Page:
*BAM! I'm trade marking that right here, right now. It just came to me, as genius usually does. Ah yes, sobriety.
Since I no longer go out on Saturdays, I find myself writing in this blog before I go to bed. At least something "productive" comes out of me being anti-social. Saturday nights are unbearable both in Manhattan and Brooklyn. I'd rather go out Sunday or Monday, when no one else is around. And I do. And then I drink too much and regret it. Perhaps anti-socialism (sketch idea!) and writing is a good thing. So here I am, once again, forced to type in a font other than Courier because the universe is against me. It's the little things, right? I write for this women's blog website about living in the city. Today I realized I haven't submitted anything in a month. Woops. The last time I contributed I did submit two different entries to be posted on different days. After mentioning twice that only one had been posted, I gave up. The women of New York did not get to read about my experience throwing up all over the city. Oh well. I was going to write an open letter to Katy Perry, and everyone in the world, about how I don't look like her and to stop telling me I do-but decided that might be a little, well, much. I'll save that for another day. This past week though something inspired me. Finally.
(This will be the rough draft of what I eventually submit.)
It was last Thursday night. I had gotten off of work around 12:30, and it took almost a half hour just to make it downtown from 42nd to 14th St. Luckily, I only had to wait thirteen minutes on the L platform at Union Square for the Brooklyn bound train. If anyone else lives off the L in Brooklyn, late nights can be rough. Thirteen minutes is nothing. Anyway. A bunch of MTA workers got off the 8th Ave. bound train to wait for the Brooklyn train to come so they could hop down and clean the tracks. As they stood around waiting, dirty, with tons of lanterns and other equipment, I realized I should never, ever, complain about my job. My day doesn't begin at 10 p.m., and end at 6 in the morning. I never risk my life by walking around dark subway tunnels. I genuinely feel bad for these people. I don't know what MTA employees get paid, not enough obviously (there was that strike a few years ago), but it has to be lucrative enough for anyone, meaning the thousands of people employed, to do it. Rents need to be paid, families fed. Understandable reasons, but still.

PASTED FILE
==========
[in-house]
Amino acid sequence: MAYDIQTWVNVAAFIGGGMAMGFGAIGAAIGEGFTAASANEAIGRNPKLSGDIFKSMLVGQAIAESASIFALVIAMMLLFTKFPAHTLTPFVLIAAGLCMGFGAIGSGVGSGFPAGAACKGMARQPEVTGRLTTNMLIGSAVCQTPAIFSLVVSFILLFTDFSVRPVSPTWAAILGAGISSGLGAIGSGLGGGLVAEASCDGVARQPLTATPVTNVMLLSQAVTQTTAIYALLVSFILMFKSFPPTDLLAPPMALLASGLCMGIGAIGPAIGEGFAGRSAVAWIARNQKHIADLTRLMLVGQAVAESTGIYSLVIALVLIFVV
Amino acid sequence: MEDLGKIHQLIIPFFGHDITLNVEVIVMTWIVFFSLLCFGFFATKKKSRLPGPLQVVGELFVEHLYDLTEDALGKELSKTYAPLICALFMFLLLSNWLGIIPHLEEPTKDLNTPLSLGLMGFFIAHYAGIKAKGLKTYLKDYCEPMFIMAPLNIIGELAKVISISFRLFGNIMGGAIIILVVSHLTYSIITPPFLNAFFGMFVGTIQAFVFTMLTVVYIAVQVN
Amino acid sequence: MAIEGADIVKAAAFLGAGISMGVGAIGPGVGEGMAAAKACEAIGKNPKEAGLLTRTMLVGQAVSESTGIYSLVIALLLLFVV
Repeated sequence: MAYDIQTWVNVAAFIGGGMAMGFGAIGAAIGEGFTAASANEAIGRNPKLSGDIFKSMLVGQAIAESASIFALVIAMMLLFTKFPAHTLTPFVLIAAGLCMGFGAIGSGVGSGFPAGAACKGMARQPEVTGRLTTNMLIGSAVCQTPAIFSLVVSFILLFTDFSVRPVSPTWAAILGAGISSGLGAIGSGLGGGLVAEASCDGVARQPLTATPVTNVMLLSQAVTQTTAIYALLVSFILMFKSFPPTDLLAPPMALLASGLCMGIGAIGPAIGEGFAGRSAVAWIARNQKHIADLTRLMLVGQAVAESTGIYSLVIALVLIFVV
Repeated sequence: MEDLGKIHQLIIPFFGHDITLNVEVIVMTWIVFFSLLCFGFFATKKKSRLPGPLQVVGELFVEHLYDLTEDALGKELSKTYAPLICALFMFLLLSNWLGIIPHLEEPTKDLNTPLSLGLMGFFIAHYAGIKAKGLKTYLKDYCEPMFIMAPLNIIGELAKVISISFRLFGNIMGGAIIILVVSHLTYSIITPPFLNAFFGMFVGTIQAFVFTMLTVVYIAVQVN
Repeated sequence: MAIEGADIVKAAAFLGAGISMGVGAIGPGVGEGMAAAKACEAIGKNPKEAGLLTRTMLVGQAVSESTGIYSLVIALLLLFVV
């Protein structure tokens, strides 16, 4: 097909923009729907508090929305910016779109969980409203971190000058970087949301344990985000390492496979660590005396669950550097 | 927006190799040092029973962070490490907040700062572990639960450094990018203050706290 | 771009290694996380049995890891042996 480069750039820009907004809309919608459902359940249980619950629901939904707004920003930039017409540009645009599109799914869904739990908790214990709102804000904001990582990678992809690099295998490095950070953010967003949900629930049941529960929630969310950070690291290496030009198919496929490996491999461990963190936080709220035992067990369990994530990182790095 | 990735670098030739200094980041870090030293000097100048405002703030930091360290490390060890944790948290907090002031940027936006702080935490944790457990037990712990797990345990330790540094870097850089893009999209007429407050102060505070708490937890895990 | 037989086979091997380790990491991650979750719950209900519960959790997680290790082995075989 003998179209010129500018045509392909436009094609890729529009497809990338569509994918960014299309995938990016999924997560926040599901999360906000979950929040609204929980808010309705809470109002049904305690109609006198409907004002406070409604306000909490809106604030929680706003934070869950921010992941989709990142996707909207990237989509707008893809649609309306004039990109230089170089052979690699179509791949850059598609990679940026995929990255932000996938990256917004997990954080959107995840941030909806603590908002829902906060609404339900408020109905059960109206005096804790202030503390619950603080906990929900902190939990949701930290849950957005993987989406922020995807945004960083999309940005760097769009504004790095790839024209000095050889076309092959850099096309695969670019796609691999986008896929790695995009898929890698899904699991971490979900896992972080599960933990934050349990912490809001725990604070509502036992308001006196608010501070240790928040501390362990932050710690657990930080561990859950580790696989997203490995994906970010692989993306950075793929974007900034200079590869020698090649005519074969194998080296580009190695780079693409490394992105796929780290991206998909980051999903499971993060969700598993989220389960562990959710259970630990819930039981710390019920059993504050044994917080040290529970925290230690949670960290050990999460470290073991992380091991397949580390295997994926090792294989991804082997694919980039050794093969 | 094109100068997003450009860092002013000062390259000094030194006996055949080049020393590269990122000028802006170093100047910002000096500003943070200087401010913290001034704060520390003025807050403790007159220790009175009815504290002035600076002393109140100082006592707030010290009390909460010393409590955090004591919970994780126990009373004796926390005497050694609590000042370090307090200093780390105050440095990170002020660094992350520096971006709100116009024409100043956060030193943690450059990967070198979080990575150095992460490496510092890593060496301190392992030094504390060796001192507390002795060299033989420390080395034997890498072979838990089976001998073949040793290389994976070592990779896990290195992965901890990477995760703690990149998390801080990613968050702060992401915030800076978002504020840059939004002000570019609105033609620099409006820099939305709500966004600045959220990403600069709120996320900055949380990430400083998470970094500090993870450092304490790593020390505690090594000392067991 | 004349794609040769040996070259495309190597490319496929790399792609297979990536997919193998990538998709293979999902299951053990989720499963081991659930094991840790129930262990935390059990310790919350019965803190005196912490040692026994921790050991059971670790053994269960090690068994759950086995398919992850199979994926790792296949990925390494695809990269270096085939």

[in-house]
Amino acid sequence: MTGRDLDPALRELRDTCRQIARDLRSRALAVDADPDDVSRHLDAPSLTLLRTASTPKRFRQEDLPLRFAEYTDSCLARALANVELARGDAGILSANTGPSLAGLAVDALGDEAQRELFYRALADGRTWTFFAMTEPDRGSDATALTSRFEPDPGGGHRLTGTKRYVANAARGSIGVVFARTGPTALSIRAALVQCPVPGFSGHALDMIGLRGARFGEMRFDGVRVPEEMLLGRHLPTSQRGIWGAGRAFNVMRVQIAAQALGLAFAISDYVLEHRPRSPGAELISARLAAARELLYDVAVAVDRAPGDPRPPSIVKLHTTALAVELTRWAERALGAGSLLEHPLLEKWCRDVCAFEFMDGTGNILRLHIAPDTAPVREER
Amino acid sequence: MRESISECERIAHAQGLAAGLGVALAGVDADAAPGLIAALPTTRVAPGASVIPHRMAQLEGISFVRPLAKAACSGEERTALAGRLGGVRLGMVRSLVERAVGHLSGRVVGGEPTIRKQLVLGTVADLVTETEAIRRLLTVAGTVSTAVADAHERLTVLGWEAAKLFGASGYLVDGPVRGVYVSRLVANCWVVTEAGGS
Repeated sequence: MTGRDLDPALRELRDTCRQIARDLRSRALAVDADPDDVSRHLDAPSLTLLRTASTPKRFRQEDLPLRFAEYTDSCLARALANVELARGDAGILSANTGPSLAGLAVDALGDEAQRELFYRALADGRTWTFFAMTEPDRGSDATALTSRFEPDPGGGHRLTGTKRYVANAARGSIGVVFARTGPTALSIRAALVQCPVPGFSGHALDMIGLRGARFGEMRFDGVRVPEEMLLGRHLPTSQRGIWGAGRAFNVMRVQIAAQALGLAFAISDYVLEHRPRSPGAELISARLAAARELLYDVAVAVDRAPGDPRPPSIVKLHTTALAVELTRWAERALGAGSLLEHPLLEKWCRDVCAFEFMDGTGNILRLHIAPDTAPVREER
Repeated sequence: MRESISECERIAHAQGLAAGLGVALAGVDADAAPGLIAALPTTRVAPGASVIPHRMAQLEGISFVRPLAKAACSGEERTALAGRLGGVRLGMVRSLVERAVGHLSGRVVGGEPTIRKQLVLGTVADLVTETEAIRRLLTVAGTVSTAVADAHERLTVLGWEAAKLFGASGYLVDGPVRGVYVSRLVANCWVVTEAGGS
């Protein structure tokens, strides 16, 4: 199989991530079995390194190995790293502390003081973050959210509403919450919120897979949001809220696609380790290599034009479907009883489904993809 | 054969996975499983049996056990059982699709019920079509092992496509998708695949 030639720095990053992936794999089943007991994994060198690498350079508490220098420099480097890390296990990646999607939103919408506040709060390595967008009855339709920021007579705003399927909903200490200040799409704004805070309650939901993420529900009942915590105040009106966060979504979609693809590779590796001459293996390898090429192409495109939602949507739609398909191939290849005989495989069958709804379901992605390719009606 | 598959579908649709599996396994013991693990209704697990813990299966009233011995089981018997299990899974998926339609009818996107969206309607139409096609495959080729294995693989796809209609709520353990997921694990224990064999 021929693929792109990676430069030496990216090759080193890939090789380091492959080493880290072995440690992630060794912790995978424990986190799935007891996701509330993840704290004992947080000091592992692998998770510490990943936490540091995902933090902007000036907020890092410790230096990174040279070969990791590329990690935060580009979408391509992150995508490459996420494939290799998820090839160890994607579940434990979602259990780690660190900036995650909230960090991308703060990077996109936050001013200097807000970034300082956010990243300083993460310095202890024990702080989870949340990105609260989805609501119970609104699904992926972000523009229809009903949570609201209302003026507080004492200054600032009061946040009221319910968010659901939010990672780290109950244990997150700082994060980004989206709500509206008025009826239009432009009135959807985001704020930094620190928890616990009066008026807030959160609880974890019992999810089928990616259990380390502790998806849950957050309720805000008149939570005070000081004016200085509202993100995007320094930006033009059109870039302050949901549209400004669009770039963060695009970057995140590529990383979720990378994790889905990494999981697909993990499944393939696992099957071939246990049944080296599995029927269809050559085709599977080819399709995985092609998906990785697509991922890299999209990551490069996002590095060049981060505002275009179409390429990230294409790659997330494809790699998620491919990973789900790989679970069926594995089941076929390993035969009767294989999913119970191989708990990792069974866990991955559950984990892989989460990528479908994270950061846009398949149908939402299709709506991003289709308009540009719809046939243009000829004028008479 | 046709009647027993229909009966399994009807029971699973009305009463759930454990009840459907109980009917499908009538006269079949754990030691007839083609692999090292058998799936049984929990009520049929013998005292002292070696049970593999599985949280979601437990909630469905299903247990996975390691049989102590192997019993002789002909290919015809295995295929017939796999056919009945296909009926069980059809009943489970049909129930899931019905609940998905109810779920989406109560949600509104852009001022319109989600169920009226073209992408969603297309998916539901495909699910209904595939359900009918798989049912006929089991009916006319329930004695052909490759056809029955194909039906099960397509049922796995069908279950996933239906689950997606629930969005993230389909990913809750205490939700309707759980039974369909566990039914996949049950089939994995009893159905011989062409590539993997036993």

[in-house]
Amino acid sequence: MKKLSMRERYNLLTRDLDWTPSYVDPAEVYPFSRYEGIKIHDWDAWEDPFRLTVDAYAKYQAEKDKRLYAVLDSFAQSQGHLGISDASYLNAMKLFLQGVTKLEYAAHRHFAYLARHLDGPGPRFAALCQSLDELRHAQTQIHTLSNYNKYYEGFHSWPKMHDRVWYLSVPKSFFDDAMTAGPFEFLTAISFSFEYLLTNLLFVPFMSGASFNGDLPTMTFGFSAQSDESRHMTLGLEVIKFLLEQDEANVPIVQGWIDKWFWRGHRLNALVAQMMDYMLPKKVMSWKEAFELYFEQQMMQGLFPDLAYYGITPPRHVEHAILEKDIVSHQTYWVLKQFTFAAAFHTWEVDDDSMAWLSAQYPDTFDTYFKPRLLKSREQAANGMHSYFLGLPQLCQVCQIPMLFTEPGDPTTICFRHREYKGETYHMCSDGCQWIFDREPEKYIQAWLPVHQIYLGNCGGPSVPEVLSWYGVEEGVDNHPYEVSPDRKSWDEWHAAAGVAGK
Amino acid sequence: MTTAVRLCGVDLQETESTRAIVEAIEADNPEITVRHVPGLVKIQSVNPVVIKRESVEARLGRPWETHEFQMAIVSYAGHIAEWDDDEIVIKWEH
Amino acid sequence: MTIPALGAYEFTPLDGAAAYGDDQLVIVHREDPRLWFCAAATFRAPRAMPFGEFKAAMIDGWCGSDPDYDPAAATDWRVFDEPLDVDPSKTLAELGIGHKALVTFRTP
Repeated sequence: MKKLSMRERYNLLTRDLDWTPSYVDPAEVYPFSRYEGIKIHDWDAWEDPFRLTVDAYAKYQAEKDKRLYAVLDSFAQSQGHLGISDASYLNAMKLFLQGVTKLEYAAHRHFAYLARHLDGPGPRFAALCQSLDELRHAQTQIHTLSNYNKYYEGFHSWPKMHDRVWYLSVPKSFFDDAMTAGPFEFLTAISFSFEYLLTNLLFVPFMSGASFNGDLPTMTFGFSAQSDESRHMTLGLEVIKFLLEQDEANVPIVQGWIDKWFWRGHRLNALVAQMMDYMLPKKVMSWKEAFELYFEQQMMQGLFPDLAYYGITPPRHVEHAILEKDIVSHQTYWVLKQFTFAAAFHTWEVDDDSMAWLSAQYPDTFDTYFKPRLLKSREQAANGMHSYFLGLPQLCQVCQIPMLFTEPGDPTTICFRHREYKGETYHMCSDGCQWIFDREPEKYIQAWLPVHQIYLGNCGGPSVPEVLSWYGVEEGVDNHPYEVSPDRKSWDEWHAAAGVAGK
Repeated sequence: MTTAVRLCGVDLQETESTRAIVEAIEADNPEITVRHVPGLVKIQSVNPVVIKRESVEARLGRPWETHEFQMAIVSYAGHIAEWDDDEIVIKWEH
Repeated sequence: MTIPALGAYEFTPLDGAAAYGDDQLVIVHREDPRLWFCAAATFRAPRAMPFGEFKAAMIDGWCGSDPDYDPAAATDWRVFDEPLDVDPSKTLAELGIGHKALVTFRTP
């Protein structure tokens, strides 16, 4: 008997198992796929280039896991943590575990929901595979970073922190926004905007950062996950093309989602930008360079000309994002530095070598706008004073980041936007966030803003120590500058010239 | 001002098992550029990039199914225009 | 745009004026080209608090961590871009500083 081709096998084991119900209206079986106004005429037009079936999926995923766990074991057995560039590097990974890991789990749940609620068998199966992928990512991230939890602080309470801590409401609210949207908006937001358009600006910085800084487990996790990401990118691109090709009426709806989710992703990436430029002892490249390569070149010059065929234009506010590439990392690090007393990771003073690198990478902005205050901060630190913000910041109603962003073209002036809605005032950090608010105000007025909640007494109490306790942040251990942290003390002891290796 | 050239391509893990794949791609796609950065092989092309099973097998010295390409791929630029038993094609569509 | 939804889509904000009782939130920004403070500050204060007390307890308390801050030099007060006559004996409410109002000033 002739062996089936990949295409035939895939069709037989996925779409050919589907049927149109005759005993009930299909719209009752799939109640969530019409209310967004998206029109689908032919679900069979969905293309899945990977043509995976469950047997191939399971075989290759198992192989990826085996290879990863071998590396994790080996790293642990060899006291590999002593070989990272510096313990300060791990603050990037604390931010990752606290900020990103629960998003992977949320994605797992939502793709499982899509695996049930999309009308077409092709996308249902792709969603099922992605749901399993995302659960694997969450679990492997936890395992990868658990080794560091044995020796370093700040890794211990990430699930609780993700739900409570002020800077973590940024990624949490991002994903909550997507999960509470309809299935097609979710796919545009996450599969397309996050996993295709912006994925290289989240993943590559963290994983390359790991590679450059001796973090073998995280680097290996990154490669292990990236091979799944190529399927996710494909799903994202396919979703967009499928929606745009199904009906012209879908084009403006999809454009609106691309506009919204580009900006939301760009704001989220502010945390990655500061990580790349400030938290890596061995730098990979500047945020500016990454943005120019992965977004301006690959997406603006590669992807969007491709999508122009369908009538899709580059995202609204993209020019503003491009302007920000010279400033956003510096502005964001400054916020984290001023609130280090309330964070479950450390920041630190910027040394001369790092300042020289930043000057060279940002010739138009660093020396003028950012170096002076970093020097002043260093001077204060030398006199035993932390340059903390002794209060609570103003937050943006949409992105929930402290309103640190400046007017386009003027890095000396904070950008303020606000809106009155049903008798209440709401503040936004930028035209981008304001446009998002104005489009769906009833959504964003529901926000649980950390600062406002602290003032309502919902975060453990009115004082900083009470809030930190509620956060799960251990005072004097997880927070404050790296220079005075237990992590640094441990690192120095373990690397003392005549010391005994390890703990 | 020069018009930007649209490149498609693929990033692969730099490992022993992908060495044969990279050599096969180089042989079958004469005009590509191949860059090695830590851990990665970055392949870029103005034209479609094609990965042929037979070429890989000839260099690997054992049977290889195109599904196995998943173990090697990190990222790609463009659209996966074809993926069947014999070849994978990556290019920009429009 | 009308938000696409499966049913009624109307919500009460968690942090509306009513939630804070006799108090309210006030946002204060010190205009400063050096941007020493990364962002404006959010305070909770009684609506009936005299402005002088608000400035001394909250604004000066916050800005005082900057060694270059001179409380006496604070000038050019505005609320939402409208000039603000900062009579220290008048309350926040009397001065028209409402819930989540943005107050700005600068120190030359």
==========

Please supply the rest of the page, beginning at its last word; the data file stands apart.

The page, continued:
I was really affected while standing close to the edge, waiting to see the headlight of the oncoming train, and MTA worker two feet away from me was staring down at the tracks, watching a rat run around. The tracks were covered in garbage, and that guy has to clean it up. Sad face. That fact doesn't occur to those who pollute. A week or two ago I witnessed three twentysomething girls toss the remnants of their Happy Meals onto the tracks, with a garbage can only a few feet away, and then look around to see if anyone saw (I doube out of guilt). I saw. And I quietly judged them and hoped something horrible would happen to them. Karma ladies. Why make someone else's life more difficult because you're lazy? That's one thing I constantly find myself saying-"Life is hard enough, why make it more difficult for a stranger?" I think that's really why I wanted to write about this. I can't grasp why people do the majority of things they do, like litter. What gives you the right? What makes you think it's even acceptable to do that? The MTA doesn't work to clean up your mess, it's there to get you where you need to go. Some people would probably argue, "I pay $87 for a monthly pass, I should do what I want." I pay that amount every month too, and I always manage to find a garbage can. Is it really that hard to hold onto a piece of trash for an extra second until you can find a garbage can? In the words of Jack Donaghy, "What happened to you as a child to make you like this?"
I'm by no means a tree hugging enviromentalist. This actually has nothing to do with the enviroment or Mother Earth...although not littering does help the world and everything. It's all about life and helping each other and human kind out. That comes out rather hippy-dippy too. Oh well. I'm not asking anyone to recycle or give up their subway seats to children, just don't throw stuff away on the platform or the subway tracks. Okay? If you worked for the MTA, how would you feel?